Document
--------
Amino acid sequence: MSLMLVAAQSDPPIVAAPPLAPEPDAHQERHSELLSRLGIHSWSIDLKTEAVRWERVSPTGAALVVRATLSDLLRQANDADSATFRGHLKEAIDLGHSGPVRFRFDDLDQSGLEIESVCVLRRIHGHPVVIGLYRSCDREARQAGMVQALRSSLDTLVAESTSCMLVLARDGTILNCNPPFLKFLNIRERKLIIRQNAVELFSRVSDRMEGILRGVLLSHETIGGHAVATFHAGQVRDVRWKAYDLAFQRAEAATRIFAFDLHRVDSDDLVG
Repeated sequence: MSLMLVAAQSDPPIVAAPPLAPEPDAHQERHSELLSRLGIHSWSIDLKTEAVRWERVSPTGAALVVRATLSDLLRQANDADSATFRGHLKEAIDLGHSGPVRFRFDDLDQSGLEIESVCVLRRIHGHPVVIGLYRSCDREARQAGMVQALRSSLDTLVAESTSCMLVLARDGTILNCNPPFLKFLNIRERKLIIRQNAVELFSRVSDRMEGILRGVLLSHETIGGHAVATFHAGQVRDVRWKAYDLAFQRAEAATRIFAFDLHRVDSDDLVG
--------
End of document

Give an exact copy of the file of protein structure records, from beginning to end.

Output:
Amino acid sequence: MSLMLVAAQSDPPIVAAPPLAPEPDAHQERHSELLSRLGIHSWSIDLKTEAVRWERVSPTGAALVVRATLSDLLRQANDADSATFRGHLKEAIDLGHSGPVRFRFDDLDQSGLEIESVCVLRRIHGHPVVIGLYRSCDREARQAGMVQALRSSLDTLVAESTSCMLVLARDGTILNCNPPFLKFLNIRERKLIIRQNAVELFSRVSDRMEGILRGVLLSHETIGGHAVATFHAGQVRDVRWKAYDLAFQRAEAATRIFAFDLHRVDSDDLVG
Repeated sequence: MSLMLVAAQSDPPIVAAPPLAPEPDAHQERHSELLSRLGIHSWSIDLKTEAVRWERVSPTGAALVVRATLSDLLRQANDADSATFRGHLKEAIDLGHSGPVRFRFDDLDQSGLEIESVCVLRRIHGHPVVIGLYRSCDREARQAGMVQALRSSLDTLVAESTSCMLVLARDGTILNCNPPFLKFLNIRERKLIIRQNAVELFSRVSDRMEGILRGVLLSHETIGGHAVATFHAGQVRDVRWKAYDLAFQRAEAATRIFAFDLHRVDSDDLVG